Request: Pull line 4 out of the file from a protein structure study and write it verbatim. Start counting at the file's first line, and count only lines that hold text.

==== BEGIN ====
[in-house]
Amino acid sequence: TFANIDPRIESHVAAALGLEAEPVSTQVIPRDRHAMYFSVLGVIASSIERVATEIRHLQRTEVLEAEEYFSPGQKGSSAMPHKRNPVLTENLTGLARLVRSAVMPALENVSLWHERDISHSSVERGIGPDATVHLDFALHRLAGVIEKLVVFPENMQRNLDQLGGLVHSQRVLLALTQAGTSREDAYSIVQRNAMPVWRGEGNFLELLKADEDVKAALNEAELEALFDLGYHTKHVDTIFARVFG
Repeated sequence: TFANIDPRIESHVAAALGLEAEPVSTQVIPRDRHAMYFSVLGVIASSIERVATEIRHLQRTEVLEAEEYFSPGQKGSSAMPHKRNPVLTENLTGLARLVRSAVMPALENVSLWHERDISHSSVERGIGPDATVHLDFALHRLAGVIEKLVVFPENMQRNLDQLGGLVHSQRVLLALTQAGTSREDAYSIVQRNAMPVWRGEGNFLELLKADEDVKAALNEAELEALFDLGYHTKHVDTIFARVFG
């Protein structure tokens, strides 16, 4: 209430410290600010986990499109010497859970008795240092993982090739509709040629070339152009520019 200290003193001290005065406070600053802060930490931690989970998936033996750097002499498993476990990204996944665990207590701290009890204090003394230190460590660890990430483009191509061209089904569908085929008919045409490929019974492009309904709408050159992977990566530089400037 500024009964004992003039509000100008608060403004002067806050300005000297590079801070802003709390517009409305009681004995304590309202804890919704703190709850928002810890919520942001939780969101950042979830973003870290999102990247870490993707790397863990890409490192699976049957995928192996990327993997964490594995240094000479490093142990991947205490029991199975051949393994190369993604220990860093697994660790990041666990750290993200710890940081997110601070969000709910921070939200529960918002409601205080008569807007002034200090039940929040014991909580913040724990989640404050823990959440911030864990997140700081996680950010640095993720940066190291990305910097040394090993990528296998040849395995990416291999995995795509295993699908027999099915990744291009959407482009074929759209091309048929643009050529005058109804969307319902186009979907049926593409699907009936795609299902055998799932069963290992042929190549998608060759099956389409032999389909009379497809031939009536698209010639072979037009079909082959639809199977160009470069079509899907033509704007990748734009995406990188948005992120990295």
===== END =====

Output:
């Protein structure tokens, strides 16, 4: 209430410290600010986990499109010497859970008795240092993982090739509709040629070339152009520019 200290003193001290005065406070600053802060930490931690989970998936033996750097002499498993476990990204996944665990207590701290009890204090003394230190460590660890990430483009191509061209089904569908085929008919045409490929019974492009309904709408050159992977990566530089400037 500024009964004992003039509000100008608060403004002067806050300005000297590079801070802003709390517009409305009681004995304590309202804890919704703190709850928002810890919520942001939780969101950042979830973003870290999102990247870490993707790397863990890409490192699976049957995928192996990327993997964490594995240094000479490093142990991947205490029991199975051949393994190369993604220990860093697994660790990041666990750290993200710890940081997110601070969000709910921070939200529960918002409601205080008569807007002034200090039940929040014991909580913040724990989640404050823990959440911030864990997140700081996680950010640095993720940066190291990305910097040394090993990528296998040849395995990416291999995995795509295993699908027999099915990744291009959407482009074929759209091309048929643009050529005058109804969307319902186009979907049926593409699907009936795609299902055998799932069963290992042929190549998608060759099956389409032999389909009379497809031939009536698209010639072979037009079909082959639809199977160009470069079509899907033509704007990748734009995406990188948005992120990295």